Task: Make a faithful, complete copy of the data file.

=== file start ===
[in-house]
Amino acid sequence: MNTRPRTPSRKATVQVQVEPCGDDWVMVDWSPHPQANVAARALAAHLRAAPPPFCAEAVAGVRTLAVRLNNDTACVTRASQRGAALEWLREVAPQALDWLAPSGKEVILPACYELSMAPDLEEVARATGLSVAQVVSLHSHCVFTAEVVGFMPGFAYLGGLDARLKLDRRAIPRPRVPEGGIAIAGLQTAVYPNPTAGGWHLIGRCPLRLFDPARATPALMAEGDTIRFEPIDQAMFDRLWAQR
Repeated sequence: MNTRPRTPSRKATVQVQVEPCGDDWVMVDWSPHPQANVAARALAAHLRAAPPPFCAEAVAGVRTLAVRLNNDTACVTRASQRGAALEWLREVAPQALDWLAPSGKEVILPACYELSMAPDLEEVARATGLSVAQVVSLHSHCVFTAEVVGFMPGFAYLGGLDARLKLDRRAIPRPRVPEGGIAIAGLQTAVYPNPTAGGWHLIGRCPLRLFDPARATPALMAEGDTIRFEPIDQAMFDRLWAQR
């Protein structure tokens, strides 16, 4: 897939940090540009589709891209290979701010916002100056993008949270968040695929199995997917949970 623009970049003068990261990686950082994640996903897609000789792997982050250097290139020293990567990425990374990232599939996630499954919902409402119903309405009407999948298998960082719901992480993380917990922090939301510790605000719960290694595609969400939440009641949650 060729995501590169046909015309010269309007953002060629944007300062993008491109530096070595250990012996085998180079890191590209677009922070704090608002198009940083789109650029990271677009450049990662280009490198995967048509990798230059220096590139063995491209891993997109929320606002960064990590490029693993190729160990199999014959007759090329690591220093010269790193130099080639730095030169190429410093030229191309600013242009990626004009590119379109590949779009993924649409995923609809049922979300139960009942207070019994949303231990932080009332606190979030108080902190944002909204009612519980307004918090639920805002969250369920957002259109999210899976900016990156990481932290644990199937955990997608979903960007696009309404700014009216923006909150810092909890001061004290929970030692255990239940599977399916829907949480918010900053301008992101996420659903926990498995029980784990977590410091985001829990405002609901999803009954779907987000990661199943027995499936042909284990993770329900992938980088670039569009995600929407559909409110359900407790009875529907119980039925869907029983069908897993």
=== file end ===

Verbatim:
[in-house]
Amino acid sequence: MNTRPRTPSRKATVQVQVEPCGDDWVMVDWSPHPQANVAARALAAHLRAAPPPFCAEAVAGVRTLAVRLNNDTACVTRASQRGAALEWLREVAPQALDWLAPSGKEVILPACYELSMAPDLEEVARATGLSVAQVVSLHSHCVFTAEVVGFMPGFAYLGGLDARLKLDRRAIPRPRVPEGGIAIAGLQTAVYPNPTAGGWHLIGRCPLRLFDPARATPALMAEGDTIRFEPIDQAMFDRLWAQR
Repeated sequence: MNTRPRTPSRKATVQVQVEPCGDDWVMVDWSPHPQANVAARALAAHLRAAPPPFCAEAVAGVRTLAVRLNNDTACVTRASQRGAALEWLREVAPQALDWLAPSGKEVILPACYELSMAPDLEEVARATGLSVAQVVSLHSHCVFTAEVVGFMPGFAYLGGLDARLKLDRRAIPRPRVPEGGIAIAGLQTAVYPNPTAGGWHLIGRCPLRLFDPARATPALMAEGDTIRFEPIDQAMFDRLWAQR
């Protein structure tokens, strides 16, 4: 897939940090540009589709891209290979701010916002100056993008949270968040695929199995997917949970 623009970049003068990261990686950082994640996903897609000789792997982050250097290139020293990567990425990374990232599939996630499954919902409402119903309405009407999948298998960082719901992480993380917990922090939301510790605000719960290694595609969400939440009641949650 060729995501590169046909015309010269309007953002060629944007300062993008491109530096070595250990012996085998180079890191590209677009922070704090608002198009940083789109650029990271677009450049990662280009490198995967048509990798230059220096590139063995491209891993997109929320606002960064990590490029693993190729160990199999014959007759090329690591220093010269790193130099080639730095030169190429410093030229191309600013242009990626004009590119379109590949779009993924649409995923609809049922979300139960009942207070019994949303231990932080009332606190979030108080902190944002909204009612519980307004918090639920805002969250369920957002259109999210899976900016990156990481932290644990199937955990997608979903960007696009309404700014009216923006909150810092909890001061004290929970030692255990239940599977399916829907949480918010900053301008992101996420659903926990498995029980784990977590410091985001829990405002609901999803009954779907987000990661199943027995499936042909284990993770329900992938980088670039569009995600929407559909409110359900407790009875529907119980039925869907029983069908897993």